I consider myself a migrant. I have lived abroad for 29 years. I now teach in “welcome classes” in Germany, which are set up to teach newly arrived students. At my school we have two welcome classes of 12 students aged 12 and 18. It varies from school to school, but a lot of schools have been obliged to have a welcome class – and at least in my school, it feels like being on an island within the school: our classes are quite isolated.
Some of my pupils are traumatized. Some pupils started telling me in the second lesson about the beatings they used to suffer in their classrooms when in Iraq or Syria. Some have experienced hunger, torture, detention. Some crossed the Mediterranean in small boats. Before coming here, they lived in camps in Greece, Italy or Spain.
In December 2016, a boy threatened to kill us all. This was on the morning of the terrorist attack in Berlin. He had been tortured when in Iraq and his anger was triggered whenever anyone spoke loudly. He said he would kill us all, starting with me. The police ended up taking him to different psychiatric services and charges were pressed against him. He insisted it had all been a joke and I begged our headmaster to let him stay. Nothing ever happened again, and he got top marks. He blossomed. I’m still in touch with him. He wants to be a mechanic.
Policy-makers need to understand much more therapy is needed – through sports, music and arts. Many children are blocked, they cannot speak, there are high levels of fear and aggression. Some miss school a lot because they are in physical or psychological pain which doctors cannot heal. Continue reading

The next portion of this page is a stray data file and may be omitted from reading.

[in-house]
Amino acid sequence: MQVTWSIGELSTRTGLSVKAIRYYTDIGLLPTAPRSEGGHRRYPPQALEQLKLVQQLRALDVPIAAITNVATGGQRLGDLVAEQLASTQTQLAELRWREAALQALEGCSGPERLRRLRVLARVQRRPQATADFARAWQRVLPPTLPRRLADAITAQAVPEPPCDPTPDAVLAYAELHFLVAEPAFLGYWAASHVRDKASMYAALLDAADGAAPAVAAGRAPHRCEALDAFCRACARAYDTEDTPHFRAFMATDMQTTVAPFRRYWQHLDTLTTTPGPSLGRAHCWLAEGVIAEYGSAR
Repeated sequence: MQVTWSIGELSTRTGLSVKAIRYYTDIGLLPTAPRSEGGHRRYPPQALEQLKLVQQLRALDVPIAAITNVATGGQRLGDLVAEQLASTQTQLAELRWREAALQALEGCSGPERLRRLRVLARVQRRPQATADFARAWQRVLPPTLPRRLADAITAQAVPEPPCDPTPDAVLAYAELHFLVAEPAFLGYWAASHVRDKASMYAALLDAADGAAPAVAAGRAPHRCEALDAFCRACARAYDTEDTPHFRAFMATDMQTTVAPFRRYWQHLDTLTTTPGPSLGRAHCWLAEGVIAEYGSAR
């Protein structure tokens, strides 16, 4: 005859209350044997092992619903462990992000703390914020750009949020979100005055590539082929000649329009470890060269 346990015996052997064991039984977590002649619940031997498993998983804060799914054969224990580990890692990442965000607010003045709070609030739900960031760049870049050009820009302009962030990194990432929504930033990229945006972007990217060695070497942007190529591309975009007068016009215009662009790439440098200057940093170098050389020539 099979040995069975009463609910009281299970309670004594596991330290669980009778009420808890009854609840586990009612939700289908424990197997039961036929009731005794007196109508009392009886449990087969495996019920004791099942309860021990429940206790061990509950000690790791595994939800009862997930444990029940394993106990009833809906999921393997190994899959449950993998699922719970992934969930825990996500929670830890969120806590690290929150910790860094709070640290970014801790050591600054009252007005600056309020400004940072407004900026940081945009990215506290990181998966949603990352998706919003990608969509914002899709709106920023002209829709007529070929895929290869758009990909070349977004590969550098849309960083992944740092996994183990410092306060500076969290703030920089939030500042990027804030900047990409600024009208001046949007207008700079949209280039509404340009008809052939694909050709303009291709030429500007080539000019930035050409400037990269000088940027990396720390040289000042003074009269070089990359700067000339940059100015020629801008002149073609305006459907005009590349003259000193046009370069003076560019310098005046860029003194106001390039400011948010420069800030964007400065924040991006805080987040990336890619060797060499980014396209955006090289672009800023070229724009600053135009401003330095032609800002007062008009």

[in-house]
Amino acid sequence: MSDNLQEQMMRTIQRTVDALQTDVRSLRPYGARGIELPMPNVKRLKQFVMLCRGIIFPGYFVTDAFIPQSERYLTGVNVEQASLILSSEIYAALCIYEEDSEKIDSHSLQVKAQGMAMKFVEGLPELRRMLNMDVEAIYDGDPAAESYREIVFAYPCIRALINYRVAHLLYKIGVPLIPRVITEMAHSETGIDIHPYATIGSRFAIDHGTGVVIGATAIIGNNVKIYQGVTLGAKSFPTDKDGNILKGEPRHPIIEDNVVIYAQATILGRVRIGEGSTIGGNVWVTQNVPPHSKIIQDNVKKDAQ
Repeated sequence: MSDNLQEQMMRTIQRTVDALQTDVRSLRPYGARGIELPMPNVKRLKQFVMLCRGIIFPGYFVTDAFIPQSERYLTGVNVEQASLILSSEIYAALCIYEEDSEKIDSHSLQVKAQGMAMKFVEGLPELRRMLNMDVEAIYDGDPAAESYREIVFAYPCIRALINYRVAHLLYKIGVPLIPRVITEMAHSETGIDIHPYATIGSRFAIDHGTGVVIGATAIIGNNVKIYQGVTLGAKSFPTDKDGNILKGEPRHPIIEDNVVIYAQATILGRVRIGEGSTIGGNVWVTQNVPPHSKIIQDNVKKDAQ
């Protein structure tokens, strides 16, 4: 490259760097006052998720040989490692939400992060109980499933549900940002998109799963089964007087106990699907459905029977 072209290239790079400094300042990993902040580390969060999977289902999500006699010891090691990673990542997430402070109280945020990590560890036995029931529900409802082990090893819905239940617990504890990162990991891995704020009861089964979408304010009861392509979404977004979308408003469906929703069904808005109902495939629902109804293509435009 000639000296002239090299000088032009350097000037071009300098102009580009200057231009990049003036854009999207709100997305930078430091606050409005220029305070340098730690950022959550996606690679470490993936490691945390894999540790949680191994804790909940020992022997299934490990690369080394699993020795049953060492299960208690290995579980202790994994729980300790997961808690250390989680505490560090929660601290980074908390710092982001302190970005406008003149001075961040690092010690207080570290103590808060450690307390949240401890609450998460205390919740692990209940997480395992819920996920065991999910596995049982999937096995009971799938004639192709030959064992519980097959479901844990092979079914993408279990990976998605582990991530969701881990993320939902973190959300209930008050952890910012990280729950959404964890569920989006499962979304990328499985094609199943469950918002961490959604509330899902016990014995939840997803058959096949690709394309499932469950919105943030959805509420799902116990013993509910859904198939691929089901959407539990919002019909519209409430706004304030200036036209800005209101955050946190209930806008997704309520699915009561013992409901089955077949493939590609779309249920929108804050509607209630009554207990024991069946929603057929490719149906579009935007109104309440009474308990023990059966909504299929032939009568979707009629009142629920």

Posted in immigrant, immigration, migrant, migration, Refugees and displaced people, Uncategorized
Tagged immigrants, migrants, migration, refugee, refugee education, refugees, trauma
Image: UNESCO/Seivan M.Salim
The number of migrant and refugee school-age children around the world has grown by 26% since 2000. Eight years on from the beginning of the Syrian conflict, a new paper released today and at an event in the Netherlands looks at the importance of making sure that education systems are set up to address the trauma that many of these children face before, and during their journeys to new countries. In particular, teachers need better training to provide psychosocial support to these children, including through social and emotional learning.
In Germany, about one-third of refugee children suffer from mental illness, and one-fifth suffer from post-traumatic stress disorder. Unaccompanied minors are particularly vulnerable. One third of 160 unaccompanied asylum seeking children in Norway from Afghanistan, the Islamic Republic of Iran and Somalia suffered from post-traumatic stress disorder. Among 166 unaccompanied refugee children and adolescents in Belgium, 37-47% had ‘severe or very severe’ symptoms of anxiety, depression and PTSD.
Rates of trauma among the displaced in low and middle income countries are also high. For instance, 75% of 331 internally displaced children in camps in southern Darfur in Sudan met diagnostic criteria for post-traumatic stress disorder, and 38% had depression. Continue reading